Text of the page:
9 Things All College Students Do

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Thursday, July 6, 2017


It’s not easy being the only conservative on a college campus, especially now that the numbers are common knowledge. Liberal professors outnumber conservative professors anywhere between five to one or even as much as twelve to one, depending on your source. And, according to Pew Research, 34% of millennials identify as democrats, 41% as independents, and only 22% as conservatives. The remaining 3% identify as another political leaning or didn’t wish to respond.

Mix the ideological slant with a context that forces you to argue your most personally held beliefs and the university makes for a rather hostile environment for the lone conservative. It’s a rough experience, but we can draw comfort through shared humanity here at LoCo.

So, in that spirit, here is a list of 9 things that all college conservatives do:

  • Scream

I was told that a conservative’s only reason to oppose common core was because Obama supported it and then that capitalism is the source of all societal ills. Not one person around me thought to question the speaker or ask the speaker to defend his views.

As I walked up the steps to my house, I just stuck my hands in my hair and screamed.

I know you’ve done it. We all have.

  • Disagree

In a lecture hall of 45 people, I was one of two conservatives, but the other guy had a anarcho-stoner-conspiracy theorist slant to him. That being said, no one ever objected to the feminist reading of John Milton’s “Paradise Lost” or comprehensive sex education.

We always had to be that guy (or girl) to raise our hand and put a damper on everyone’s agreement.

  • Couch That Opinion

Someone can broadly suggest without contention that capitalism is the cancer upon society, but if you even suggest a slight reduction on health care funding, it’s an entire class versus one.

Sometimes it’s just easier to say “Well some people might argue that . . .” or “Have you considered . . .” instead of declaring it you’re own opinion.

  • Pick Your Battles

Sometimes disagreeing is just not worth the ire of your professor or a tenuous relationship with a classmate. And sometimes you have plans that night and remaining on your rhetorical A-game until the bell rings leaves you too wiped out for your own comfort.

  • Throw Up Flags

It’s nice to have someone to agree with, but you don’t always want to out yourself as the conservative, so you throw up subtle signs looking for your people: a reference to personal responsibility, “On Liberty” left lying out on your desk, a PragerU tab left open in Chrome. It’s a futile search for community, but a guy can hope.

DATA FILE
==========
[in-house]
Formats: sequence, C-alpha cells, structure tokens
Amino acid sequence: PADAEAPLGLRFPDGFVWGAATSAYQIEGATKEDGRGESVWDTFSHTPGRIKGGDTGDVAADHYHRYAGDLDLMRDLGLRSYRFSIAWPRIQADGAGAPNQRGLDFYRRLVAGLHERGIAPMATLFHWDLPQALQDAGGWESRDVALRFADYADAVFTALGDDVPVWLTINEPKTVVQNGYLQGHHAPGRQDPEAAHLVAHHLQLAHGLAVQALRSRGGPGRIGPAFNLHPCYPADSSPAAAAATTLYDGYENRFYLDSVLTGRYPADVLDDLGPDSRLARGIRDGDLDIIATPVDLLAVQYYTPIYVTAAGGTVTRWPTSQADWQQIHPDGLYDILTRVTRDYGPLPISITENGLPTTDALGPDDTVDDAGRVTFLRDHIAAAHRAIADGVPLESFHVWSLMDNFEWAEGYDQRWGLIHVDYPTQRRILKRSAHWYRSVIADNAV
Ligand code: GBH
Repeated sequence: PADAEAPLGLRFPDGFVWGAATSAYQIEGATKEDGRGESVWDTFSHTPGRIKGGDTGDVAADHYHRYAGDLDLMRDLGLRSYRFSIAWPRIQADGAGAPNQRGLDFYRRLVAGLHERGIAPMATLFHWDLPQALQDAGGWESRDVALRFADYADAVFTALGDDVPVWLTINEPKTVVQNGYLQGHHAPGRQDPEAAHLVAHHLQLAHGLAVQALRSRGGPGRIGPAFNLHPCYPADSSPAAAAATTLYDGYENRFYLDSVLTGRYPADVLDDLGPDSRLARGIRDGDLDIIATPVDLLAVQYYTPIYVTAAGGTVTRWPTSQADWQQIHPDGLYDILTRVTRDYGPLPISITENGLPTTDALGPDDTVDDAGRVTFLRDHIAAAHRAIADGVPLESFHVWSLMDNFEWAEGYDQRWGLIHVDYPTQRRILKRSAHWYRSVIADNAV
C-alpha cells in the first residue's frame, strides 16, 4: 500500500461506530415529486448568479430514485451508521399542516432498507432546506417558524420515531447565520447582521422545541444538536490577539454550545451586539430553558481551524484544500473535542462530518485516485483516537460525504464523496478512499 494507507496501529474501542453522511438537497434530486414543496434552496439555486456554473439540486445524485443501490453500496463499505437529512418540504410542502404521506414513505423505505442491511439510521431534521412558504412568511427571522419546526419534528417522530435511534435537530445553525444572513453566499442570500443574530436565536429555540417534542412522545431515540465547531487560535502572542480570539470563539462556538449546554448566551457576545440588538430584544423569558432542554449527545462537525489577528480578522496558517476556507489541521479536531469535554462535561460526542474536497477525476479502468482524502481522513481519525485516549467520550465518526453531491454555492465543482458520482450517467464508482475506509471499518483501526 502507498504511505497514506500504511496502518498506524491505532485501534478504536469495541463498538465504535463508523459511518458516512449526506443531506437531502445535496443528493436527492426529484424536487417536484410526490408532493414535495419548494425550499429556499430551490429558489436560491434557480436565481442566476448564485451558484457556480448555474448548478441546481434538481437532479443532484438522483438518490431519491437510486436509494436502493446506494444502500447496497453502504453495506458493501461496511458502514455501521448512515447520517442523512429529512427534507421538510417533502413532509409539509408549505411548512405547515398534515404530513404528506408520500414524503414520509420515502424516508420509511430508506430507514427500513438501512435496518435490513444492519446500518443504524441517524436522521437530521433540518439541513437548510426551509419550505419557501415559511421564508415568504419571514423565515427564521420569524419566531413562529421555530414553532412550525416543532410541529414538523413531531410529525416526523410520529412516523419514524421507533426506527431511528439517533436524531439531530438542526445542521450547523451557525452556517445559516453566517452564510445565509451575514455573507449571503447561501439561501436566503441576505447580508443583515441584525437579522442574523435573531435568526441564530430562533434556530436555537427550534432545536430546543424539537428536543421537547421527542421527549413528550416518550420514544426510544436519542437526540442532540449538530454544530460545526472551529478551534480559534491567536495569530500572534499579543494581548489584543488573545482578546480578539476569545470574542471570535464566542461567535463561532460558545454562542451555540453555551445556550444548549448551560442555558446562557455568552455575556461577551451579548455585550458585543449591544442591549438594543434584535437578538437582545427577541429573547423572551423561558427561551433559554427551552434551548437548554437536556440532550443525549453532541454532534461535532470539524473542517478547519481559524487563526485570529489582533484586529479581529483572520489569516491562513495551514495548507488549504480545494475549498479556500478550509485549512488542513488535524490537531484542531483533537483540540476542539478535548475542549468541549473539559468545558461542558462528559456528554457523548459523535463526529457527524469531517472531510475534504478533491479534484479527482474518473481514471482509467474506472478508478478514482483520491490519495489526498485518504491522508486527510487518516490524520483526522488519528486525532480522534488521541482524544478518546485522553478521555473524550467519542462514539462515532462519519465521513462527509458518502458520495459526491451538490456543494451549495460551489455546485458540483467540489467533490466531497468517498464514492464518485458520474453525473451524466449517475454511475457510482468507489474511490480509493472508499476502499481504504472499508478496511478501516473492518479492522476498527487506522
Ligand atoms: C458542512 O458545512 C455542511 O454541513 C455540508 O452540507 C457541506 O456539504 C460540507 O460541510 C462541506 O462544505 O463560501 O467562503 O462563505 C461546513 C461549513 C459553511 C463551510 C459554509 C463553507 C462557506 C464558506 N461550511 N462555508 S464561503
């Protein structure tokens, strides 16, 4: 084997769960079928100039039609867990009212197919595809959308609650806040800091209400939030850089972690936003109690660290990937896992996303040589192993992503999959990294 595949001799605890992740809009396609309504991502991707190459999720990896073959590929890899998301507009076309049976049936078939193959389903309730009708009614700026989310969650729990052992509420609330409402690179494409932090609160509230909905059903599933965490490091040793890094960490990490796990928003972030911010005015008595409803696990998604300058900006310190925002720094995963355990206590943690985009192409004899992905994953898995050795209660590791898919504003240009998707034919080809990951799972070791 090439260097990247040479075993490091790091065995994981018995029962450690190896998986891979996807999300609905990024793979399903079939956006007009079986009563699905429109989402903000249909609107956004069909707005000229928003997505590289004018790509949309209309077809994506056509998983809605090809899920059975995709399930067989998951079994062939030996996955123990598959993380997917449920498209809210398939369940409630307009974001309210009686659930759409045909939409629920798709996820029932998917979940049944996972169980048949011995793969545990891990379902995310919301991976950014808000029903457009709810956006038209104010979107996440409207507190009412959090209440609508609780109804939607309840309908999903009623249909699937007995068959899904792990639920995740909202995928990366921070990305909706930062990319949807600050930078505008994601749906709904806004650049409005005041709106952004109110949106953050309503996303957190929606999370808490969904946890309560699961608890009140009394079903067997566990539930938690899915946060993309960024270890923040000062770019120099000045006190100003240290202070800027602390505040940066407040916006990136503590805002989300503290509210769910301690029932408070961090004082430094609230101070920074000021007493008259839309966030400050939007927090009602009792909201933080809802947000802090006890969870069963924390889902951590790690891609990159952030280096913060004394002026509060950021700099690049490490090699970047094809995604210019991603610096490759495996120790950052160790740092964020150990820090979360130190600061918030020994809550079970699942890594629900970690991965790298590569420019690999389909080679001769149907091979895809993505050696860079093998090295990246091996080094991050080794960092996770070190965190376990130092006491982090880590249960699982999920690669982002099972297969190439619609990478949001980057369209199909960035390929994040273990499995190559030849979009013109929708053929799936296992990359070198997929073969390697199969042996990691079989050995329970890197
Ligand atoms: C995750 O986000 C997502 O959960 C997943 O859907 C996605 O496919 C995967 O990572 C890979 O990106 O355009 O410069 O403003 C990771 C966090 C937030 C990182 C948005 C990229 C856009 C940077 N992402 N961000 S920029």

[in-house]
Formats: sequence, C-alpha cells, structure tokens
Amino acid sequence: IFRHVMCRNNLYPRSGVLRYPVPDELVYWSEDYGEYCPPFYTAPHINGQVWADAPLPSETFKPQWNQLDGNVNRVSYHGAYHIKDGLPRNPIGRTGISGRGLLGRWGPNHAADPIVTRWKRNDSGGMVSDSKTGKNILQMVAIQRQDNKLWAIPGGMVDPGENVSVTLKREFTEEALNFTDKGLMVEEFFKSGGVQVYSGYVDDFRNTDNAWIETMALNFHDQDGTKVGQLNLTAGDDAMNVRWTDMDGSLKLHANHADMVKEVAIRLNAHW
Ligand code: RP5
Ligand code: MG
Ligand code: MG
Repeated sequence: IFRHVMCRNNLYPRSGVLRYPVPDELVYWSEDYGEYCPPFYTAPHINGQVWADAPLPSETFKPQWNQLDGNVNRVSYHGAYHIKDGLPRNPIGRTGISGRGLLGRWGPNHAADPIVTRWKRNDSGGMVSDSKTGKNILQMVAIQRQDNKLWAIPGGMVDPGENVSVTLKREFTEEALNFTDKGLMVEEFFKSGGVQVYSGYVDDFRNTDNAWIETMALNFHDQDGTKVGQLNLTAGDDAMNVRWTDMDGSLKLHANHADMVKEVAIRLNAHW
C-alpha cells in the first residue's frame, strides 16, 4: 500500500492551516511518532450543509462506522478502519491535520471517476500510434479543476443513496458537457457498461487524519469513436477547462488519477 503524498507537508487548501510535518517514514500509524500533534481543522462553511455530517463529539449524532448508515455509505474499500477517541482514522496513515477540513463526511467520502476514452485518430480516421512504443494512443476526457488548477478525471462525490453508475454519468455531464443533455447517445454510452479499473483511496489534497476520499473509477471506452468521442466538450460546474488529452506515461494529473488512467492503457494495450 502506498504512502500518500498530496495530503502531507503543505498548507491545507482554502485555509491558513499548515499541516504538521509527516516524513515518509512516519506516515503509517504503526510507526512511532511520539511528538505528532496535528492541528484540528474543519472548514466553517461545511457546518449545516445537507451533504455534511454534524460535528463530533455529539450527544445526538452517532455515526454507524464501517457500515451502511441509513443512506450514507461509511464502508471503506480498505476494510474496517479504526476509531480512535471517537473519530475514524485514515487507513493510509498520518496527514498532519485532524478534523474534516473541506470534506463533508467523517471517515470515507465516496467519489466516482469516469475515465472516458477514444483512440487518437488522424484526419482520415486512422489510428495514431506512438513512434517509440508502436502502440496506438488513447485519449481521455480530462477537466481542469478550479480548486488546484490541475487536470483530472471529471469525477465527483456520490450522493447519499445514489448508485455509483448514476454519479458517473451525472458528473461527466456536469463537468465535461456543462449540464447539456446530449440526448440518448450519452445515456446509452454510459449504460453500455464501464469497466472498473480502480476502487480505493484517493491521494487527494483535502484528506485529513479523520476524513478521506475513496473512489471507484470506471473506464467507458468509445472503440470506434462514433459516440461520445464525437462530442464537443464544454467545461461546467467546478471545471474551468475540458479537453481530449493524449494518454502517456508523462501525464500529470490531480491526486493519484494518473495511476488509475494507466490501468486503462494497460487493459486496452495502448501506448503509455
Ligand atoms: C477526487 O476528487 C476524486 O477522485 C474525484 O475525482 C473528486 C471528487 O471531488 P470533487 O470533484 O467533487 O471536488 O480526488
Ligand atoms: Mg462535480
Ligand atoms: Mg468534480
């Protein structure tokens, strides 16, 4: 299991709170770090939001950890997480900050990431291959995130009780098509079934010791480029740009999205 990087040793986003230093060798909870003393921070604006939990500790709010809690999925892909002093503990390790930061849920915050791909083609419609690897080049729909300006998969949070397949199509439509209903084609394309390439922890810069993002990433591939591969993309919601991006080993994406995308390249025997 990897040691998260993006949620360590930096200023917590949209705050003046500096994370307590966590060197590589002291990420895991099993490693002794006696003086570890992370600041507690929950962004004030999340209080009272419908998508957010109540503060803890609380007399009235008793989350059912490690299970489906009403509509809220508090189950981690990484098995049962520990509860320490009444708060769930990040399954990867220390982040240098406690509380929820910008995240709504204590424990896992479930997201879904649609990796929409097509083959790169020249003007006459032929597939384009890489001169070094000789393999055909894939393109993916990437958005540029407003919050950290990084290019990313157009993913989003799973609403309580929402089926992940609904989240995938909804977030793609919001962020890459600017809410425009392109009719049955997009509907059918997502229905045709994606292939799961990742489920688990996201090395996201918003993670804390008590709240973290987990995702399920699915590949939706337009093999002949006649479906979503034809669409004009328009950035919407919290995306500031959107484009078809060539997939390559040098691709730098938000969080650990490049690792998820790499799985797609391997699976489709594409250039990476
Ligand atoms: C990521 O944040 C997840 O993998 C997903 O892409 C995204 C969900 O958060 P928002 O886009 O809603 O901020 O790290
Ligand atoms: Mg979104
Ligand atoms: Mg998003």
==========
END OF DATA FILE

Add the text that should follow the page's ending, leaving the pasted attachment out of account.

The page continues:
• Read Double

Your professor gives you a reading on the benefits of open borders, but something tells you the effect of open borders can’t possibly be entirely positive. Your professor says that you can’t discuss potentially negative points, so you read on your own time to understand both points of view.

  • Get Double Knowledge

You read double, but more importantly, you debate.

Gold is refined through fire. Conservative opinions are refined through the university.

  • Suffer a Logical Fallacy

The Ad Hominem. The Strawman. The Appeal to Authority. They’re infuriating, but you’re used to it.

  • Catharsis

You know Paul Joseph Watson is a kook who relies on the aforementioned logical fallacies. You know Tomi Lahren is a tiny little hamster of anger. You know that even this article is a lazy form of intellectual self gratification. But damnit, being a conservative on a college campus is hard and you need a break.

Are there any we forgot? Let us know in the comments or on twitter @LoConservative.

 

 

 

 

 

 

Photo Credit: D Sharon Pruitt


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About Daniel Buck

University of Wisconsin - Madison

I entered the University of Wisconsin a moderate Democrat and an agnostic. Now, I’ll soon finish a degree from the University of Wisconsin-Madison's Graduate School of Education as a compassionate Conservative and a passionate Christian. By compassionate, I mean that my philosophy is to care about the plight of the impoverished and underprivileged; by conservative, I mean free market principles and individual liberty are the best methods by which to achieve societal welfare. And by all of that, I mean conservatives are better at doing what liberals say they’re going to do.
 
I also like cats, books, coffee, and beer -- preferably all at the same time.

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